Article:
State-backed Royal Bank of Scotland is to cut around 792 jobs and shutter 162 branches following a review of its network in England and Wales, prompting criticism from customers and one of the unions representing the bank's staff.
RBS said the redundancies and closures were necessary because many of its branches were too close to one another - within 0.6 and 2.5 miles - and because changing consumer habits have caused a drop in footfall.
"We realize this is difficult news for our colleagues and we are doing everything we can to support those affected. We will ensure compulsory redundancies are kept to an absolute minimum," the bank said in a statement on Tuesday.
The cuts follow the closure of 259 branches announced in December last year, which resulted in 680 job losses, and similar moves by Britain's biggest mortgage lender Lloyds Banking Group.
The two banks have cut around 3,600 jobs since December to cut costs and also as they move business online amid rising demand for fintech products and digital and mobile banking.
But many customers still visit their local branch, and some affected by the closures took to Twitter to air their complaints.
"You are closing my local branch, in fact all the branches within a 20 mile radius," said one, Mandy Baxter, in a tweet to RBS. "Please can you advise where I would pay in a cheque after the closures?"
Another customer asked via Twitter how best to close down his account as soon he would not have a branch nearby.
Union Unite criticised the planned closures and cuts, which will affect some of RBS's Williams & Glyn branches, which the bank failed to spin off in 2016.
This was part of RBS's overhaul that followed its taxpayer bailout during the financial crisis. The British government still holds a stake of more than 70 percent in the bank.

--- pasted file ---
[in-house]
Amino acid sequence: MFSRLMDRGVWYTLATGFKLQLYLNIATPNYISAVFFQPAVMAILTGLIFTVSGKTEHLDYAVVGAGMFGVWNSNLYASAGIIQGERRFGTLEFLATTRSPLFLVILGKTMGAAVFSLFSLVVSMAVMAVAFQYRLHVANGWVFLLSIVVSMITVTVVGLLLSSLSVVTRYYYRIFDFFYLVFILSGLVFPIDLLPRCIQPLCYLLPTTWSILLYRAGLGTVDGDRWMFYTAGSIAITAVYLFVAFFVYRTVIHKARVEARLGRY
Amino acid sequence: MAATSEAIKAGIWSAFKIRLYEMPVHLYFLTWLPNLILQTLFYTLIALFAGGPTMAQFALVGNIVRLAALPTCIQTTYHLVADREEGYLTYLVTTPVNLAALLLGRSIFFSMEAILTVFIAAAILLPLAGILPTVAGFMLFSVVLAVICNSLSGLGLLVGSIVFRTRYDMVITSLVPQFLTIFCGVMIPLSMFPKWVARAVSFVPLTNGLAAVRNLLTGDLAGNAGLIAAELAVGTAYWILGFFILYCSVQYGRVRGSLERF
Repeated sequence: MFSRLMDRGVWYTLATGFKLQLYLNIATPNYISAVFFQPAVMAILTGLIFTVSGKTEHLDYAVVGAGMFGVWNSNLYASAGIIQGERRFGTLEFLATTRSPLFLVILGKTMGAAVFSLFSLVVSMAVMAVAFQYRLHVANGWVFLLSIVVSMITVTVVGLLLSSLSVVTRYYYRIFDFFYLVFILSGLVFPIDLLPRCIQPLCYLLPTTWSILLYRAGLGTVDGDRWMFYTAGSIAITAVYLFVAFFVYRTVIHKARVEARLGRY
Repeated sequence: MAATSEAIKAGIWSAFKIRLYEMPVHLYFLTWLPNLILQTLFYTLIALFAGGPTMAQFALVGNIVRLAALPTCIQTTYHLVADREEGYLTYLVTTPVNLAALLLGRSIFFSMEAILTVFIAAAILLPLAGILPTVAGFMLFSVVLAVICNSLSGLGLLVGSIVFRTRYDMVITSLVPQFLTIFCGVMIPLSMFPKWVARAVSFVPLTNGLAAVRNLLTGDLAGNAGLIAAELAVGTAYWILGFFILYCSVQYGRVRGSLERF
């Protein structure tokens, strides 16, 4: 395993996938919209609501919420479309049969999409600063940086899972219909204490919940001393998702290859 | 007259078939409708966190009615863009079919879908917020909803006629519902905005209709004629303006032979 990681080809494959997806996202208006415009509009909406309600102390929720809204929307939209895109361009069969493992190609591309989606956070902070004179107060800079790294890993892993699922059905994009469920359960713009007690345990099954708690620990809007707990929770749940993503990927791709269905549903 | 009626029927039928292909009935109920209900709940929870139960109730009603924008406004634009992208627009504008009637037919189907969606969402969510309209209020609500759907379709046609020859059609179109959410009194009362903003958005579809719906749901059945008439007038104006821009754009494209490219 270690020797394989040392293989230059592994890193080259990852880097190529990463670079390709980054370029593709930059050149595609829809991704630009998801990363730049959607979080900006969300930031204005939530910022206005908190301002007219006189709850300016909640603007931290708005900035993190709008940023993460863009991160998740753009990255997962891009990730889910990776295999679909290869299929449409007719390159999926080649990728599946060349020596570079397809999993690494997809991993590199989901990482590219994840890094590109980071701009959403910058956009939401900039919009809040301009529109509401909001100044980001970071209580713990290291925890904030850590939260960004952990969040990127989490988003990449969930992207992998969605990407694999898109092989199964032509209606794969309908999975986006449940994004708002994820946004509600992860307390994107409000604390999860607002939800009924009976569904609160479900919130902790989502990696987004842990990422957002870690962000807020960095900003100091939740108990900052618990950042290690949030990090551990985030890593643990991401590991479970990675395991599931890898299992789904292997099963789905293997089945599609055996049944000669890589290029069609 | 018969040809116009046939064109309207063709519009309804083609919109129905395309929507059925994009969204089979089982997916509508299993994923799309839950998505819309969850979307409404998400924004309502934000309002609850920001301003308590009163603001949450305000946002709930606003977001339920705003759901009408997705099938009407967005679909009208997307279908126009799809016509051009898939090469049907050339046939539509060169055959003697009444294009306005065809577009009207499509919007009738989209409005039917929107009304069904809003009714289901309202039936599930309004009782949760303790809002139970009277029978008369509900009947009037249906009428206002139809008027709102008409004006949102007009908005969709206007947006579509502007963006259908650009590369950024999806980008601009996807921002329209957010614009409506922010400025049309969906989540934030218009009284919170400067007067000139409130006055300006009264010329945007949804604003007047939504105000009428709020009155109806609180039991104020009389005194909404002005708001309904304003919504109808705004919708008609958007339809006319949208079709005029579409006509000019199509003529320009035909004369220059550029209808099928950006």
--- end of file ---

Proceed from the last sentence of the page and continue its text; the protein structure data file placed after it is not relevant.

The union said close to 60 percent of Williams & Glyn branches would be closed in what Unite said represented "shambolically poor management" of the business.
"Ending years of speculation Royal Bank of Scotland has effectively turned its back on the Williams and Glyn customers and staff," National Officer Rob MacGregor said, adding the move would deprive customers of access to full banking facilities.
Chairwoman of Britain's Treasury Committee Nicky Morgan, said financial exclusion could increase as a result of RBS's decision, with vulnerable people and those in rural areas most at risk.
"If financial exclusion is increasing, the government may be required to intervene," Morgan said in a statement.
RBS's announcement to axe branches in December had already prompted fierce criticism from campaigners and lawmakers, forcing the bank to postpone some closures in Scotland.
The bank's Chief Executive Ross McEwan and four other executives are set to appear before members of the Scottish Affairs Committee next week to discuss branch closures.
The closures in England and Wales will begin with of 109 branches in late July and August 2018. The closure of another 53 branches will follow in November.
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